Health Foods: Why you should eat more Cinnamon

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Cinnamon is one of my favourite spices, and it just so happens that it’s extremely healthy for you. Cinnamon is derived from the inner bark of trees called Cinnamomum and is nutrient dense with little calories.

Some herbs and spices, including cinnamon, are so rich in antioxidants that just a small pinch can double your antioxidant intake for one meal. Cinnamon is also one of the cheapest source antioxidants you can buy, and is widely available in most supermarkets. It’s definitely one spice that every one should have in their kitchen. 

What makes cinnamon a powerhouse spice?  

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Antioxidants protect the body from oxidative damage caused by free radicals. According to the OTAC scale, which is used to measure the concentration of antioxidants in different foods, cinnamon ranks #7 of all foods, spices, and herbs across the world.

Cinnamon is made up of a compound called cinnamaldehyde. This compound is responsible for the spices effects on health and metabolism. Cinnamon also contains the antioxidants called polyphenols.

Due to its high content of this compound and antioxidant, cinnamon has high anti-inflammatory effects, which can helps lower the risk of heart disease, cancer, brain function decline, and more.

Because cinnamon lowers swelling and inflammation, it can be beneficial in pain management, with studies showing that cinnamon helps to relive muscle soreness, PMS pains, severity of allergic reactions, and other age-related symptoms of pain too.

Cinnamon is a natural anti-microbial, anti-biotic, anti-fungal, and anti-viral agent. The immune-boosting abilities of cinnamon are found in cinnamon’s essential oils.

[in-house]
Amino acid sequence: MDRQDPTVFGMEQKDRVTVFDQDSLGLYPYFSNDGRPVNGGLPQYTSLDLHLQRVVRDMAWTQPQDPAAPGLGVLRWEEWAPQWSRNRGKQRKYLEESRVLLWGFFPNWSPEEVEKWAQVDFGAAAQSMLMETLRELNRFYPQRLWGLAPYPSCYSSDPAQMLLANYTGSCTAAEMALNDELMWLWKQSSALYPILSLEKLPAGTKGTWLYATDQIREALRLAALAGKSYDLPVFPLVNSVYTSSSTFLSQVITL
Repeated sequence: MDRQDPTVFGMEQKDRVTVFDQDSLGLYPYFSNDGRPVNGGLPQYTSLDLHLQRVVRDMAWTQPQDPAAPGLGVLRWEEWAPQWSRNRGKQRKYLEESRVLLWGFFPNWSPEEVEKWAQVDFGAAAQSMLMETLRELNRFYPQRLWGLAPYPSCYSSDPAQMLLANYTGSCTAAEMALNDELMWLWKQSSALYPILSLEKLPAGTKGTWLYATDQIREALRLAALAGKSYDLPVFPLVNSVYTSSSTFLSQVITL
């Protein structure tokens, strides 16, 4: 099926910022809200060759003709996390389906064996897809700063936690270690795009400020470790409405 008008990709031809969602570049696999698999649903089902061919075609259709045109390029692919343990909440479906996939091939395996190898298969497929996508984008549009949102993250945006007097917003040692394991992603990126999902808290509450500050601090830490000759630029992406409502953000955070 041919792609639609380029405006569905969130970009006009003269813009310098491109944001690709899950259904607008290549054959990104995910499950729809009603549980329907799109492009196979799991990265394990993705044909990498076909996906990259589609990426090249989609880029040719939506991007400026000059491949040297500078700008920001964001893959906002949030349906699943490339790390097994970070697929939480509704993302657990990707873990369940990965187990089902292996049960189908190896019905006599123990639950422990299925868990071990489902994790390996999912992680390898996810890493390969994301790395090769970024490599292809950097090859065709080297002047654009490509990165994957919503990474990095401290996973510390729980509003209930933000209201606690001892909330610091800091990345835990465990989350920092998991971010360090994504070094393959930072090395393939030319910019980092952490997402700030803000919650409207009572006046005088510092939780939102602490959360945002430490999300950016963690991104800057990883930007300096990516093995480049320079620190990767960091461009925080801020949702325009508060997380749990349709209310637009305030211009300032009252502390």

Insulin is one of the key hormones that regulate metabolism and energy use. Cinnamon can regulate insulin resistance. These benefits of cinnamon exist because it plays a part in blocking certain enzymes called alanines which allows for glucose (sugar) to be absorbed into the blood.

Cinnamon can be beneficial to diabetics, as it can lower blood sugar levels. Cinnamon has been shown to decrease the amount of glucose that enters the bloodstream after a meal. It does this by interfering with numerous digestive enzymes, which slows the breakdown of carbohydrates in the digestive tract.

Cinnamon can be a potent activator of detoxifying enzymes in the colon, protecting against further cancer growth.

Ways to incorporate more cinnamon into your diet:

  • Add some to your morning oatmeal
  • Add to pancake batter
  • Add a half teaspoon into smoothies
  • Sprinkle a little over cereal
  • Try out some cinnamon tea
  • Use it when baking – now you have an excuse to eat those cinnamon rolls 😉
  • Try out some stewed apples and cinnamon
  • Sprinkle some over a sliced apple



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